18 months after Barrientes Vela’s removal, new constable still helping traumatized deputies

‘Their lives had been turned upside down,’ said Pct. 2 Constable Leticia Vazquez

Constable Leticia Vazquez said she had to literally and figuratively clean up Precinct 2. (Joshua Saunders, KSAT)

Editor’s note: This story is part of an investigative series about the criminal case against ex-Constable Michelle Barrientes Vela. The series culminates with “Downfall,” an hourlong special report that airs on KSAT 12 on March 25 at 9 p.m.

After the high-profile fall of a public official, public attention often wanes from the office that he or she left behind.

In the case of Bexar County Constable’s Office Precinct 2, what started as a 15-month assignment for Leticia Vazquez to complete the term of ousted Michelle Barrientes Vela has instead evolved into a full term in office.

Vazquez, a veteran Bexar County Sheriff’s deputy who beat out close to 30 applicants to replace Barrientes Vela by appointment after her removal in October 2019, said she walked into a work environment full of chaos and needed far longer than 15 months to correct the problems she inherited.

“My job was just to come in here and try and get things more organized and do what the constable’s office is supposed to be doing, which is civil processing,” said Vazquez during a recent interview with the KSAT 12 Defenders at her office.

She took over an office that had been stripped of its state training license and had a fleet of vehicles that were not properly maintained.

Even the desks assigned to deputies were inadequate, according to Vazquez, who said she replaced the decorative-style tables used by Barrientes Vela with actual desks that could hold law enforcement paperwork.

Organizing a property room that was in disarray has also been one of Vazquez’s priorities the past 18 months. That project continues.

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Vazquez, who placed first out of 11 Democratic candidates in a crowded March 2020 primary, later beat out Ino Badillo, another former BCSO deputy, in a COVID-delayed runoff election last July.

Vazquez easily got past Republican Charlie Pena Jr. in the November general election, after securing nearly two-thirds of the vote in Precinct 2.

As Vazquez settles in for a full term in office that runs through the end of 2024, helping traumatized deputies remains one of her focuses.

Vazquez agreed with an assessment from the Defenders that deputies who served under Barrientes Vela appeared to be shell shocked and showed signs of having Post-traumatic stress disorder, or PTSD.

Vazquez told one story of a deputy who used to get physically sick when he would arrive to work in the morning and see Barrientes Vela’s vehicle parked out front.

I don’t know what gave them the strength. There’s three that put up with it and dealt with it, but they went through it,” said Vazquez, referring specifically to deputy constables Leonicio Moreno and Chris De La Cerda and a current lieutenant in her agency who all worked under Barrientes Vela.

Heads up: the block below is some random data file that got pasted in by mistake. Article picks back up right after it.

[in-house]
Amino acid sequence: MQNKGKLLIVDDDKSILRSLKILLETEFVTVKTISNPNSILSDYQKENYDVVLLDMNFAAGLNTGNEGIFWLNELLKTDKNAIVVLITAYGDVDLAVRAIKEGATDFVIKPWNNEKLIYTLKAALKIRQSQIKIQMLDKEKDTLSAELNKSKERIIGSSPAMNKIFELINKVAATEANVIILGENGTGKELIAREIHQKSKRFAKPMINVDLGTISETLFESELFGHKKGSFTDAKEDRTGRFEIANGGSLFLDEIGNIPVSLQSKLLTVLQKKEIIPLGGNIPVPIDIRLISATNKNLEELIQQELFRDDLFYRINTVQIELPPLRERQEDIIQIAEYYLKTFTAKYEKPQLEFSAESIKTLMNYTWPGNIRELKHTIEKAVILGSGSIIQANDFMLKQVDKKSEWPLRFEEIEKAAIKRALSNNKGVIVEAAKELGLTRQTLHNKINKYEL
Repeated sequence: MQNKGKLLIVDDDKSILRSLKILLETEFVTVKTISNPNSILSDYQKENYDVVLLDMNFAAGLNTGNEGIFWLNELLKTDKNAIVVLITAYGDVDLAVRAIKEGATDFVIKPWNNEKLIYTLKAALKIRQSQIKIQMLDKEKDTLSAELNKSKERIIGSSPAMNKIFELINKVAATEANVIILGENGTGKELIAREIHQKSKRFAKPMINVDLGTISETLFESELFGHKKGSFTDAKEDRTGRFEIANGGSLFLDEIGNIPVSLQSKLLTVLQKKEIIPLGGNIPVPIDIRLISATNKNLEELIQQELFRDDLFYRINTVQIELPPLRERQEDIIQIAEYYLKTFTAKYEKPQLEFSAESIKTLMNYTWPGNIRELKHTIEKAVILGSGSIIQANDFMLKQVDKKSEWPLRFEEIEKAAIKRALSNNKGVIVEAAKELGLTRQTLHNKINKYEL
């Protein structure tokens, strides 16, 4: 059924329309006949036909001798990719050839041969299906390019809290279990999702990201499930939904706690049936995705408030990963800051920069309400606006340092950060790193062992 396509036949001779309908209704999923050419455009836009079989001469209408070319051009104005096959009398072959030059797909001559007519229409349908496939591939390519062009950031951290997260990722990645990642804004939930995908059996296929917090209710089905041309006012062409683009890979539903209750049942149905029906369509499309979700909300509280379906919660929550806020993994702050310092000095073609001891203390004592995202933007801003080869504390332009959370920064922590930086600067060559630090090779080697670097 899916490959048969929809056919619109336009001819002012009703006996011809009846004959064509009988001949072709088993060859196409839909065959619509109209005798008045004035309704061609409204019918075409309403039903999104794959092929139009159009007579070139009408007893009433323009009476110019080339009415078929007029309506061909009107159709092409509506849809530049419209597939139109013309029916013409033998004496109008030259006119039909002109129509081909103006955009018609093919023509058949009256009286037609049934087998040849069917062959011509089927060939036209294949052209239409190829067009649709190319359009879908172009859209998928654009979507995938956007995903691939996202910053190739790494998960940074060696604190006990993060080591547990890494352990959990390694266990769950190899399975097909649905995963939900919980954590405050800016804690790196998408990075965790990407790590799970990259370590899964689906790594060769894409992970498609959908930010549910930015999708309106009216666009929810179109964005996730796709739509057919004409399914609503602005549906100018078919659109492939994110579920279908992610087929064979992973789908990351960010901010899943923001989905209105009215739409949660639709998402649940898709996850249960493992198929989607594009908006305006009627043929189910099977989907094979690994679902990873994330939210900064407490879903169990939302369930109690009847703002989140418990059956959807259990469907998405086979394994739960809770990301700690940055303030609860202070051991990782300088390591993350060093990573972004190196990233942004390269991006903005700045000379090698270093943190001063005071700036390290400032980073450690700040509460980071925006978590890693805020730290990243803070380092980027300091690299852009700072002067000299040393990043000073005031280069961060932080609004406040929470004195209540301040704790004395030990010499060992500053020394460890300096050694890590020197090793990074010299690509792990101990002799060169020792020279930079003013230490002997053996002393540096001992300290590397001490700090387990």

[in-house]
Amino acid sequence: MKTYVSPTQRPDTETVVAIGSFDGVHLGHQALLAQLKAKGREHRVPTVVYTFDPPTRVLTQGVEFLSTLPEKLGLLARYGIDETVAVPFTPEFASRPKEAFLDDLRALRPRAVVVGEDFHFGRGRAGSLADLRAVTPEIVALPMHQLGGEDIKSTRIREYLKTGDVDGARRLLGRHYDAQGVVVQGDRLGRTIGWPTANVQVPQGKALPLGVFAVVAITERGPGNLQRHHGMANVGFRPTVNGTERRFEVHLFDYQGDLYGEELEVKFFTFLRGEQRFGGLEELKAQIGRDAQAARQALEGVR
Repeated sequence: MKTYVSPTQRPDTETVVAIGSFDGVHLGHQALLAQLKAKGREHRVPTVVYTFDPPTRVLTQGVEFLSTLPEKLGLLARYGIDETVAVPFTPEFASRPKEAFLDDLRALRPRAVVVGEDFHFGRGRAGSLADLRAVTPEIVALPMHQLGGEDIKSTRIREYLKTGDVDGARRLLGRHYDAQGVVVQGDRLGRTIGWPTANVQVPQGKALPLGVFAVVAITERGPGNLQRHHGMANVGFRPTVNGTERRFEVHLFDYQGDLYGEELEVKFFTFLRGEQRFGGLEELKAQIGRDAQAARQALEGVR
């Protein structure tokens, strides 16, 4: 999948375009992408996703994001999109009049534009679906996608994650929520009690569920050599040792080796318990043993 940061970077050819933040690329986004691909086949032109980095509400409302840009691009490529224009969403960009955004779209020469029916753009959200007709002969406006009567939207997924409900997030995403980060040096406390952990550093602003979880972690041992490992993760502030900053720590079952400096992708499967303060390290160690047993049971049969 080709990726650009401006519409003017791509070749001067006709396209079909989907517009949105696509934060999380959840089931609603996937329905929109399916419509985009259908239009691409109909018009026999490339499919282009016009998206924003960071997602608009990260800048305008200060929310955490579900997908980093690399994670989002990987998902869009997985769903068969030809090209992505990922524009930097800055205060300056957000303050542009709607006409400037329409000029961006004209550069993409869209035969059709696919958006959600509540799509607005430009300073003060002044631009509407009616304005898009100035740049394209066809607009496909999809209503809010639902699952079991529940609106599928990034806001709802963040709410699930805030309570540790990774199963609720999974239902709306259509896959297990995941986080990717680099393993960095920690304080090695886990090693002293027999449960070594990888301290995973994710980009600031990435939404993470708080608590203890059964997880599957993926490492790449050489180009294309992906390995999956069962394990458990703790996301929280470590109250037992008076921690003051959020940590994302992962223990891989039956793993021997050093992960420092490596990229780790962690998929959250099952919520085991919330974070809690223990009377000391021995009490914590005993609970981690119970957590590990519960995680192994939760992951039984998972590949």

Vazquez said one of her first acts after replacing Barrientes Vela was to reinstate Moreno and De La Cerda, both of whom have been returned to supervisory positions under Vazquez.

Moreno and De La Cerda declined requests to be interviewed for the investigative special since both are still involved in pending civil lawsuits against Barrientes Vela.

They were anxious to get back to work. They wanted to work. Their lives had been turned upside down. So I had to do the right thing and bring them back. And I did, and actually, they’ve worked out fine. They know this. They’re part of the three that know this office and have kept this office running,” said Vazquez.

As for some of the scandals that defined her predecessor’s time in office, Vazquez said her simple approach to law enforcement will prevent those type of incidents from happening again.

“I’m not going to make myself, my agency or my family look bad. You have to be on your best behavior, because we represent somebody,” said Vazquez.

When asked about incidents in which Barrientes Vela used Precinct 2 deputies to search for a vehicle stolen from her husband’s used car lot and had deputies question a manager who accused Barrientes Vela’s adult son of shoplifting from a discount store, Vazquez said: “The law doesn’t change. We took an oath to follow that law. And we know what we’re supposed to be doing, what we’re not. So, as far as sending my officers to go take care of something personal, that would never happen.”

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About the Authors:

Emmy-award winning reporter Dillon Collier joined the KSAT 12 Defenders in 2016. Dillon's investigative stories air weeknights on the Nightbeat. Dillon is a two-time Houston Press Club Journalist of the Year and a Texas Associated Press Broadcasters Reporter of the Year.

Joshua Saunders is an Emmy award-winning photographer/editor who has worked in the San Antonio market for the past 20 years. Joshua works in the Defenders unit, covering crime and corruption throughout the city.